There are axiomatic treatments of econ that try to be "mathematical" in a more rigorous sense. Not really sure how much of a cargo cult this is, or more to the point, whether or not it's worth your time to go down this road (not sure if I can emphasize this enough, don't let rigor-mortis hide the elementary utility of the theory be hidden by abstract non-sense), but I've heard good things about Ariel Rubinstein's books, which he has

available for free as PDFs on his site. I've glanced through his micro book, which seems to be geared for grad students, but the prose seems to be good, and it uses precise mathematical language that you might appreciate as a mathematician.

Some other reasons I think he might be a good author:

- There was an Amazon reviewer who was a fan of Ayn Rand and got super pissed that he talked about his socialist views in the epilogue of one of his texts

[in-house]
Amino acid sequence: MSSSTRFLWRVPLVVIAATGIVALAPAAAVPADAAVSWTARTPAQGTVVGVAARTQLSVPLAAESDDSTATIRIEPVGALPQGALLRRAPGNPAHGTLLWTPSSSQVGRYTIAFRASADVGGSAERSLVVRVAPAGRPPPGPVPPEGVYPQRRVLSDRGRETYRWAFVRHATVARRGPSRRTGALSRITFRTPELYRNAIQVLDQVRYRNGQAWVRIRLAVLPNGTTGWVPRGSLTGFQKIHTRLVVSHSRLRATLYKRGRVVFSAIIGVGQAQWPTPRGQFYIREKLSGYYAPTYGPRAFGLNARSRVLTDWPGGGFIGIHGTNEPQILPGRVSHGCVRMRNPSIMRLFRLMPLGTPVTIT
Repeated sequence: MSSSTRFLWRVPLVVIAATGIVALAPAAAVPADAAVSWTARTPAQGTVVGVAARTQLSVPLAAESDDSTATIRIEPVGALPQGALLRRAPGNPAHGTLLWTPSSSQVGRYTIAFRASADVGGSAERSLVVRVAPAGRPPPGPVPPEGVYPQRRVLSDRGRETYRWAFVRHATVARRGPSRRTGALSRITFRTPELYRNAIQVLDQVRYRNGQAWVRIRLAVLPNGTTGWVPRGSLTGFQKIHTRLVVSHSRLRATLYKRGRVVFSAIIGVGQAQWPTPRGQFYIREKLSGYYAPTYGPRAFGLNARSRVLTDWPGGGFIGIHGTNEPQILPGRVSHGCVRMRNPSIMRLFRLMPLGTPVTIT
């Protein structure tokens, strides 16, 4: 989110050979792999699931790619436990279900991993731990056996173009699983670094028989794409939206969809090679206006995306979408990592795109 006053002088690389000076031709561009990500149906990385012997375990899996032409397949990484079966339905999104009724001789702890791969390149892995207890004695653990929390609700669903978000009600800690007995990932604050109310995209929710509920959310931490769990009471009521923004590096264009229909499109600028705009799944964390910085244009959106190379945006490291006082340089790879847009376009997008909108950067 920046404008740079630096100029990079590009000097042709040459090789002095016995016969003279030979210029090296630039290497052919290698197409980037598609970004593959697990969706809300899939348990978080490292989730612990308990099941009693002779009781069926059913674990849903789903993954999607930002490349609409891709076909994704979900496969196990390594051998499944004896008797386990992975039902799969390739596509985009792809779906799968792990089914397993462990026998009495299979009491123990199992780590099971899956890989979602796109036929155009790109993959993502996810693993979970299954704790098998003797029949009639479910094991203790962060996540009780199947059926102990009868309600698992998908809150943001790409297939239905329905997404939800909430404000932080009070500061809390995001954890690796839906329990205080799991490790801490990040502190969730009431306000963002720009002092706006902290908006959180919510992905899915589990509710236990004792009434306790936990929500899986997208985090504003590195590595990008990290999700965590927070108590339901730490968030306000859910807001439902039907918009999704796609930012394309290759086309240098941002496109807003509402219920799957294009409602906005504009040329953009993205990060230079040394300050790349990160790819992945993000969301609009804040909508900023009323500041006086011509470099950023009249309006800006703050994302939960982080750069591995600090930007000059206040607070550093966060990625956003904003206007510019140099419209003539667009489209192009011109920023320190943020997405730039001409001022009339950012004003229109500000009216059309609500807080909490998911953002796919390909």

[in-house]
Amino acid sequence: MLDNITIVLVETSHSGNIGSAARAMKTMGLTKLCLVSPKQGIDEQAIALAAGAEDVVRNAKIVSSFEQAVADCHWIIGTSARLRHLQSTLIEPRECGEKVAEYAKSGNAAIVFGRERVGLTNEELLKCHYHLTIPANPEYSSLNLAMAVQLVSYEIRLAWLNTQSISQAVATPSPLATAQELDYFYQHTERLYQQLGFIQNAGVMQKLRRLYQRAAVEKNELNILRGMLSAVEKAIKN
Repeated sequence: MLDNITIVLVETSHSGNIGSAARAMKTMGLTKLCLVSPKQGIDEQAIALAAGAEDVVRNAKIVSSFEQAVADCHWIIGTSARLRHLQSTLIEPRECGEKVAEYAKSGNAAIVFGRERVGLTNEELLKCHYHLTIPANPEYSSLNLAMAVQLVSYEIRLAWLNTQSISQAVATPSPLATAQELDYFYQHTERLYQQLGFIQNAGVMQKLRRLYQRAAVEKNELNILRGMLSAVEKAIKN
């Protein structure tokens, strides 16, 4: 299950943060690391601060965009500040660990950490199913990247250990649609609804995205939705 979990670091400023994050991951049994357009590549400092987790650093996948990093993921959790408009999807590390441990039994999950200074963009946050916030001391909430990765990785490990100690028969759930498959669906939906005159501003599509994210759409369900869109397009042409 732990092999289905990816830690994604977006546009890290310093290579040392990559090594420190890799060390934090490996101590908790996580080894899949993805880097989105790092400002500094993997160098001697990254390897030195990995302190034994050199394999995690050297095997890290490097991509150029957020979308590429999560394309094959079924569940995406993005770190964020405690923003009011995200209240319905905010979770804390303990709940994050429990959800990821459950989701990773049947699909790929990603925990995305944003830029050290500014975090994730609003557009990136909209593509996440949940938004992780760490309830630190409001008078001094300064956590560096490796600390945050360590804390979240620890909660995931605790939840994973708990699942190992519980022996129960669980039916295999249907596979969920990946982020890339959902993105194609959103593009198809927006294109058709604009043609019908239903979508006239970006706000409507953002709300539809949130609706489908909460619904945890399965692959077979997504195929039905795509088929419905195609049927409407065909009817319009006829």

- He basically thinks that economics is no more than a collection of fables, and is highly skeptical that game theory can possibly be useful, except as allegories--despite the fact that he himself is a game theorist and has published a book on game theory

Disclaimer: I don't even know econ 101, so don't listen to me. But if I had to hold my nose and learn it, this is the route I might take, with the qualification that it's worse to be fooled by fake mathematical rigor than read an econ book that uses "sloppy" math but gets all the important basics right.